Simon was a regular at the skatepark as a roller-skating youngster. He is still a roller hockey player and also brings his son Noah, four, to the skatepark. Noah is developing his scootering skills.

‘I grew up here really. I had a lot of friends at the park and it was where I’d spend my weekends,’ remembers Simon. ‘And these kids will have great memories too.’

Of course, once they reach a skilful level, the jumps and tricks are classed as an extreme sport and with that comes a degree of risk. But a supervised skatepark is the safest place for them to be, say the trustees.

And Chris points out that most sports carry risk. ‘It’s all part of growing up,’ she says. ‘Learning to conquer your fear and take on challenges.’

Inevitably there are cuts and bruises, which any rider will carry like a badge of honour. But the skatepark is a very civilised place with its own etiquette.

‘There’s no trouble here and everyone gives each other space,’ explains Simon. ‘Even when it’s completely full, everyone knows where they’re going and people don’t crash. They tend to be very considerate and let other people have a go.’

Jack and Josh demonstrate the cordial atmosphere of the place when a little lad comes along on his scooter. Without question the older boys stop their tricks and let him take over the ramp, chatting together about new stunts as he happily practises his budding skatepark skills.

‘It’s the adrenalin rush that I love!’

Portsmouth BMX riders Jack Watts and Josh Crosswell have both competed in the UK and abroad and show promise and dedication to doing well in their sport. ‘I love the adrenalin rush and the freedom – knowing you can do whatever you want on your bike,’ says Josh.

Jack is sponsored by Total BMX and Josh by clothing company ArcEnd. Jack beat 85 other riders to come second in a BMX Masters contest in Germany and both lads are planning a trip to Camp Woodward in the US, which has some of the best facilities in the world.

They say that practising with friends is the way to learn and pull off new tricks.

Jack says one of the best things about BMXing is being at the skatepark and having fun with friends.

And Josh adds: ‘We wouldn’t be doing it if it wasn’t for this place, we wouldn’t have the chance.’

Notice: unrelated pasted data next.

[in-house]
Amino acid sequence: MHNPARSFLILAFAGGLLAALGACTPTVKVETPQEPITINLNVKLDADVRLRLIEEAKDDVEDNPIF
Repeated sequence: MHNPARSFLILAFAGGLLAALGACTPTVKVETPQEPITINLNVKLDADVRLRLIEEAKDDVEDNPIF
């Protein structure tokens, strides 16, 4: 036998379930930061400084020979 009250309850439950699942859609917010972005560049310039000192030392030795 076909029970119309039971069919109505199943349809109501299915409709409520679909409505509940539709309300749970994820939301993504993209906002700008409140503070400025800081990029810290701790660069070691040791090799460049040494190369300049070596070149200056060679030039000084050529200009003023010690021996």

‘I have great memories of it’

Neil Willett has fond childhood memories of Southsea Skatepark. And now he is a regular again – taking his children to the facility every Saturday.

Sons Maxwell, nine, and Dillon, five, are happy to spend hours there – Maxwell on a BMX and Dillon on a scooter.

And Neil says it has one obvious benefit. ‘It really tires them out.

‘There are no problems getting them to go to sleep on a Saturday night.’

But apart from that, the dad thinks the skatepark is an important facility for families.

‘I’ve got a lot of good memories of coming down here in my BMXing phase, and they really love it.’

‘It’s nice to give something back’

Effraim Catlow has won world championship titles in flatland (tricks performed on flat surfaces) and plenty of other titles all over the world,

His latest honour is being offered his own signature bike – the chance to design a bike and endorse it.

Now 37, Effraim grew up in Portsmouth and started out at the skatepark.

‘I started here when I was 11. I don’t think I’d have done any of it if I hadn’t had this place to come to,’ says Effraim, who now works at the park.

The rider, who has also judged competitions around the world, is devising a new coaching manual to be used at the park.

He adds: ‘I thought it would be nice to give something back and teach the kids what I know. The idea of the manual is that anyone can learn, it’s about breaking it down to small elements.’

WHEN TO GO

Southsea Skatepark is open Monday to Friday (closed Tuesdays during term time) for two sessions at 4-6pm and 6-8pm. It costs £1.50 for under 16s and £2.50 for over 16s.

During the school holidays on weekdays, the skatepark is open 12-3pm and 3-6pm (plus 6-8pm on Wednesday).

At weekends, sessions are from 10am-noon, noon-3pm and 3pm-6pm. Cost is £2.50 for under 16s and £3.50 for over 16s.

There are also coaching sessions in BMX, skateboard, inline and scooters available between 10am and noon on a Saturday. For information visit southseaskatepark.com or call 023 9229 5360.